North Dakota is currently in an oil and gas boom due to new hydrolic fracturing (fracking) technology. Unfortunately, this fracking requires pumping massive quantities of water down into each oil or gas well, reducing available public water resources and driving up costs for the small co-ops supplying residential customers.

Tapping into deeper aquifers does not always guarantee good water quality either. Many of these underground pools are brackish, which can damage soils used for crop production when pumped year after year for farm irrigation. The very deep freshwater aquifers located under western states were originally created from melting freshwater ice sheets over 1,000 feet thick which formed during the last ice age — they will not be replenished once they are pumped out.

What’s in the drinking water?

Most properly-drilled wells provide water that is safe to drink, but it may not taste or smell good depending on where you live. Areas with a high-sulfur presence can cause well water to have a “rotten egg” smell, and high iron deposits can cause rust-colored water. Low pH levels cause well water to be slightly acidic, which slowly corrodes copper piping and causes blue stains on plumbing fixtures. Dissolved solids like calcium and magnesium are common in shallow-depth wells, and can cause scale formation under dripping faucets and can damage water heaters and coffee pots. Although there are a few exceptions, in general, most well water is still safe to drink even if it has one or more of the conditions just outlined. Regardless, any newly-drilled water well should be lab-tested and sanitized prior to use.

There are all types of water filters and water softeners available and each is designed to remove or correct one or more of the above water quality problems. Unfortunately, lakes and clear creek surface water may appear just as safe as well or city water, but can harbor all types of living organisms that can cause severe waterborne illnesses. Most harmful bacteria, parasites, viruses, cysts, and molds are microscopic in size and can easily pass straight through your typical off-the-shelf water filters.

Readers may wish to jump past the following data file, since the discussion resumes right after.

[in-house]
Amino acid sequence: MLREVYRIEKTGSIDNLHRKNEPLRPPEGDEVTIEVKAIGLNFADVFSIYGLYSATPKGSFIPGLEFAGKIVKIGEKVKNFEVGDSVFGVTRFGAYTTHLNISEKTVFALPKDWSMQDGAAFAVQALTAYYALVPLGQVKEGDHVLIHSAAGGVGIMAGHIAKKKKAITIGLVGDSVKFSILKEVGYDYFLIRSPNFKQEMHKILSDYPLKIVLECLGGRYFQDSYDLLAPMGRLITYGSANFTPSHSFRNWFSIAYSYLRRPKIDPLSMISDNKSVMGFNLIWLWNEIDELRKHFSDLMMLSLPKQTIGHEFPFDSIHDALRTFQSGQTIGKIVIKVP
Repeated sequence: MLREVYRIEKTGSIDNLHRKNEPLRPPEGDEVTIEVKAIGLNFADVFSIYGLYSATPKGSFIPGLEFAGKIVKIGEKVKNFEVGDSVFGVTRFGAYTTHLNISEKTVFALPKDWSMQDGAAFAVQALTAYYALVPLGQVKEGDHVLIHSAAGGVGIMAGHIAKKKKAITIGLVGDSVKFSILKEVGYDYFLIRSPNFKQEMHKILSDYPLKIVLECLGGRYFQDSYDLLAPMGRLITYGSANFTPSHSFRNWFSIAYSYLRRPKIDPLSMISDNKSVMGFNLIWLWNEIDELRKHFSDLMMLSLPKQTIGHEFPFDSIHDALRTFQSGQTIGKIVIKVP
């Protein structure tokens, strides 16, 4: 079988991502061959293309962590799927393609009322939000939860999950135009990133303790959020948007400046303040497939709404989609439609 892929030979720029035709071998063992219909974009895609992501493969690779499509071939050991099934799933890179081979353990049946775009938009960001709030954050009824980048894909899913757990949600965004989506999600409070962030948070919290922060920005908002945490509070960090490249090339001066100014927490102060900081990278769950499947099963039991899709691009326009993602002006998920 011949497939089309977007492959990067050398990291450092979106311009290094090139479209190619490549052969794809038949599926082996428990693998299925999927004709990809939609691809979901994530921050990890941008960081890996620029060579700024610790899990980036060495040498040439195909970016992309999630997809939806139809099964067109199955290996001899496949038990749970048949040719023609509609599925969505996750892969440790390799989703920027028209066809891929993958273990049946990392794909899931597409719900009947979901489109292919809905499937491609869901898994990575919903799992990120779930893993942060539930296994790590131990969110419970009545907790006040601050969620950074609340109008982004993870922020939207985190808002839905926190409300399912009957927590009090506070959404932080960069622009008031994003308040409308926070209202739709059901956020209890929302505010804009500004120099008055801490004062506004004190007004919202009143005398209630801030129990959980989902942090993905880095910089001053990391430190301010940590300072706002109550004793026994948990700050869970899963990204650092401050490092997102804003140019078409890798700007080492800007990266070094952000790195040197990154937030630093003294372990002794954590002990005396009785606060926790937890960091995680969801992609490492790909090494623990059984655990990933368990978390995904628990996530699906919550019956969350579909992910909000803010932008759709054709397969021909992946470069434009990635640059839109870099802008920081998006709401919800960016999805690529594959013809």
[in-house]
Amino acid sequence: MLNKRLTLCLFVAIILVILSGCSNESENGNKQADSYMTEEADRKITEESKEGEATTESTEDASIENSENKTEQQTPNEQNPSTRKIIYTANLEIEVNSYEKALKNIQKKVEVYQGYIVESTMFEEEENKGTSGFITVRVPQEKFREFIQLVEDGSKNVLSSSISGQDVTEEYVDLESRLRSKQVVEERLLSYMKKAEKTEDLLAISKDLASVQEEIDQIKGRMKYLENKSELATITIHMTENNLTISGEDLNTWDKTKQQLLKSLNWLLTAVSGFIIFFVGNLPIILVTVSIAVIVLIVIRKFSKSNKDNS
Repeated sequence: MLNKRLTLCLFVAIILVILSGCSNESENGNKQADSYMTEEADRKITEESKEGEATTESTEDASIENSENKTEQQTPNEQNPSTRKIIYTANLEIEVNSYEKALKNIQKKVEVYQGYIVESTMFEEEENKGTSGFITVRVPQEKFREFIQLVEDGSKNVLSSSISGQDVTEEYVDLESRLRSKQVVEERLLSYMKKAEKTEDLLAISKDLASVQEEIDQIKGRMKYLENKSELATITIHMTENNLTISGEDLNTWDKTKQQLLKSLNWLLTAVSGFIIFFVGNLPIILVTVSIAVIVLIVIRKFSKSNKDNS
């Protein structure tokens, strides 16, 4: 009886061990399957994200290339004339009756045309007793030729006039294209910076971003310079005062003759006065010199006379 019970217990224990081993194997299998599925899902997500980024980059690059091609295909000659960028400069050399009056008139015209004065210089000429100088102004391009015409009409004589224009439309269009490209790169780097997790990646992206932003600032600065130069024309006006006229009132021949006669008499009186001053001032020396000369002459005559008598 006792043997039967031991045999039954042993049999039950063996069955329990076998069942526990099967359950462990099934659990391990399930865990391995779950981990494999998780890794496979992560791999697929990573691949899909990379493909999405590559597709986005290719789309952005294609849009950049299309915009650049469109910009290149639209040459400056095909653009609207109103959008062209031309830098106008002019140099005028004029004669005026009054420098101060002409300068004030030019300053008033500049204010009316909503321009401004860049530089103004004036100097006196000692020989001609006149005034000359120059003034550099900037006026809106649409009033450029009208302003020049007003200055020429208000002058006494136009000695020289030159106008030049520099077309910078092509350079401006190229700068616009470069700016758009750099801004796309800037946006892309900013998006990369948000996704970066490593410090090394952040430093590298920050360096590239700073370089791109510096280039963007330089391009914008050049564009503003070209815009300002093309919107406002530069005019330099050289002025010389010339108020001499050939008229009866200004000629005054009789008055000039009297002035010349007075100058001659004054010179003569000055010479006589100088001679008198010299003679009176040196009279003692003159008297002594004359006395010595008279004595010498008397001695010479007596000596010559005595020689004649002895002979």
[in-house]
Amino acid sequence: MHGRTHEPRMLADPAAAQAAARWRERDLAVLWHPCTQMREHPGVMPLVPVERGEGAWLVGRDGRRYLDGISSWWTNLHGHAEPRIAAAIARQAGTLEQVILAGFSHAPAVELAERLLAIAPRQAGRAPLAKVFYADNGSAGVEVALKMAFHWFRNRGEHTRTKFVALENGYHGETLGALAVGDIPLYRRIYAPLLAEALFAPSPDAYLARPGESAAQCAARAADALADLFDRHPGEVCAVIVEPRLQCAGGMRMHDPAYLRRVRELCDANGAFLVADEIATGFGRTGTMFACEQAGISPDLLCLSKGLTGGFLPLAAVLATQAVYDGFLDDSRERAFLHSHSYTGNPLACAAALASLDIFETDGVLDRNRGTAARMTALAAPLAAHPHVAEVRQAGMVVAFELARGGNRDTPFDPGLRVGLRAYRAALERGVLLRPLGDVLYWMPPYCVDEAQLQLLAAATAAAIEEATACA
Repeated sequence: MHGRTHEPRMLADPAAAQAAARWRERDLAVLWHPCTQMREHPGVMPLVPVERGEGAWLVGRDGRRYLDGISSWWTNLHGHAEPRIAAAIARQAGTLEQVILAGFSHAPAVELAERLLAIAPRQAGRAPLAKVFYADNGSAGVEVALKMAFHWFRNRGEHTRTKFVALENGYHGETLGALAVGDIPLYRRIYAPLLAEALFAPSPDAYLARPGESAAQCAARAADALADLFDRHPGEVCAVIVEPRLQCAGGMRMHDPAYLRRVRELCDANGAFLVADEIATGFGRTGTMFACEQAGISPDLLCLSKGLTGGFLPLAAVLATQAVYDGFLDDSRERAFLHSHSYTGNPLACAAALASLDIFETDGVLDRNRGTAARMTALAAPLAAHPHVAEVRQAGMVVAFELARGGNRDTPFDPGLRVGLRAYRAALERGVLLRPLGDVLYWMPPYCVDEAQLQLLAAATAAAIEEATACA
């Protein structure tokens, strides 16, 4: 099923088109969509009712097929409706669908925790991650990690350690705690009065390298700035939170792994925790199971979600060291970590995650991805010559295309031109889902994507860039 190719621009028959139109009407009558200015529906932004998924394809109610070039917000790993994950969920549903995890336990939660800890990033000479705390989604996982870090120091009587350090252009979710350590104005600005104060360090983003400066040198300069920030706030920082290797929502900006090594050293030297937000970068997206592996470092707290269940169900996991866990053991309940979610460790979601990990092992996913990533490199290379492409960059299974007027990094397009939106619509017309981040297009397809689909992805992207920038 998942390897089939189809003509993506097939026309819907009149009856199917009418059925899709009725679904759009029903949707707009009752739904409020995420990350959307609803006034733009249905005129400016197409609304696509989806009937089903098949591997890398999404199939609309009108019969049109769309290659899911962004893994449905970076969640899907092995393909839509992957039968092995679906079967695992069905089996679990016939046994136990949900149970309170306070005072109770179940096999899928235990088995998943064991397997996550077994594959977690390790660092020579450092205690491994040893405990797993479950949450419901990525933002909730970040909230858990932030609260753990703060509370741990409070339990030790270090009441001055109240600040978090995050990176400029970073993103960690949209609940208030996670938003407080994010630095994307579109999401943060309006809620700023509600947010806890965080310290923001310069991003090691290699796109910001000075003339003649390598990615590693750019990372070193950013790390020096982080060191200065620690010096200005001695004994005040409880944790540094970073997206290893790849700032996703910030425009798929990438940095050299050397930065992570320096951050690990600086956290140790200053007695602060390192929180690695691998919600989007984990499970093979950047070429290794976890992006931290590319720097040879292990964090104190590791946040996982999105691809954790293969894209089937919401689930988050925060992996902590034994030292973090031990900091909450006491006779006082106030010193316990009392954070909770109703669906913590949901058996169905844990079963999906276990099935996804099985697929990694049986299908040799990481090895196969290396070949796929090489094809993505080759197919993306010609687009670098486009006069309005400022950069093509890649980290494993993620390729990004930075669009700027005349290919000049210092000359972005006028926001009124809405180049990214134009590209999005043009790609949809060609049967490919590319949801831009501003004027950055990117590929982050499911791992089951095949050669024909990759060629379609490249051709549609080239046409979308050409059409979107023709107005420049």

Although extremely fine, compressed carbon filters can correct most of these water quality issues (including blocking microscopic viruses and bacteria), these filters are typically used in slow-drip tabletop water filters and are not made for pumped whole-house or multi-fixture applications. Ultraviolet light water filters can kill these microscopic organisms and are designed for higher-flow applications, but they require electricity to operate, which may not be available during an extended power outage. However, some of the smaller capacity units contain low-wattage fluorescent or newer LED-type ultraviolet lamps. These require limited electrical power which can be supplied by a fairly basic solar power system. All of the solar articles I reference at the end of this article can supply this limited power, especially if the lamps are not energized during extended periods of no water flow. Even with this type of whole-house purification system in my own home, I still own two Berkey water filters as backup in case the whole-house system fails.

So what?